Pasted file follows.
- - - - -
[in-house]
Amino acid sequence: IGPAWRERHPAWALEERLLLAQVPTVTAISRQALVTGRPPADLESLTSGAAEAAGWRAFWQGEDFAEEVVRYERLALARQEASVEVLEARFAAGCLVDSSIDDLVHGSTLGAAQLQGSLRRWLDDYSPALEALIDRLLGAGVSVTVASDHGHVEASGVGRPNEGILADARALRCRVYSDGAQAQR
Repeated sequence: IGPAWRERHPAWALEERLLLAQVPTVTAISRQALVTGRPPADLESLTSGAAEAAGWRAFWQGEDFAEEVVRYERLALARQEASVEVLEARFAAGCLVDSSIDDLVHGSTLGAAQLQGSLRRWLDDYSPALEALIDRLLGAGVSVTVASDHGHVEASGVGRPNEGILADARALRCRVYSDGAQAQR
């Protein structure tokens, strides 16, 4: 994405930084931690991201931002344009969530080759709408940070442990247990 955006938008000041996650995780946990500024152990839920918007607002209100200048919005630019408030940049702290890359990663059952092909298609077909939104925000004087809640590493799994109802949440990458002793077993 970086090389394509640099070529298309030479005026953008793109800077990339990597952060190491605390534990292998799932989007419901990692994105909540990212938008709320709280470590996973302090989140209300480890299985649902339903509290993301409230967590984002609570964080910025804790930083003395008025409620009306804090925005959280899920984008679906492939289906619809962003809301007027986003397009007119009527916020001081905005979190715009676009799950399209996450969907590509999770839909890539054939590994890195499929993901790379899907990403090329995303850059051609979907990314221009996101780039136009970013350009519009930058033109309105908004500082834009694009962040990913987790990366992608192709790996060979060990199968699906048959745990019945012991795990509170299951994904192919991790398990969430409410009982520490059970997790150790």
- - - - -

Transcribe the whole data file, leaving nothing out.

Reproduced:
[in-house]
Amino acid sequence: IGPAWRERHPAWALEERLLLAQVPTVTAISRQALVTGRPPADLESLTSGAAEAAGWRAFWQGEDFAEEVVRYERLALARQEASVEVLEARFAAGCLVDSSIDDLVHGSTLGAAQLQGSLRRWLDDYSPALEALIDRLLGAGVSVTVASDHGHVEASGVGRPNEGILADARALRCRVYSDGAQAQR
Repeated sequence: IGPAWRERHPAWALEERLLLAQVPTVTAISRQALVTGRPPADLESLTSGAAEAAGWRAFWQGEDFAEEVVRYERLALARQEASVEVLEARFAAGCLVDSSIDDLVHGSTLGAAQLQGSLRRWLDDYSPALEALIDRLLGAGVSVTVASDHGHVEASGVGRPNEGILADARALRCRVYSDGAQAQR
């Protein structure tokens, strides 16, 4: 994405930084931690991201931002344009969530080759709408940070442990247990 955006938008000041996650995780946990500024152990839920918007607002209100200048919005630019408030940049702290890359990663059952092909298609077909939104925000004087809640590493799994109802949440990458002793077993 970086090389394509640099070529298309030479005026953008793109800077990339990597952060190491605390534990292998799932989007419901990692994105909540990212938008709320709280470590996973302090989140209300480890299985649902339903509290993301409230967590984002609570964080910025804790930083003395008025409620009306804090925005959280899920984008679906492939289906619809962003809301007027986003397009007119009527916020001081905005979190715009676009799950399209996450969907590509999770839909890539054939590994890195499929993901790379899907990403090329995303850059051609979907990314221009996101780039136009970013350009519009930058033109309105908004500082834009694009962040990913987790990366992608192709790996060979060990199968699906048959745990019945012991795990509170299951994904192919991790398990969430409410009982520490059970997790150790």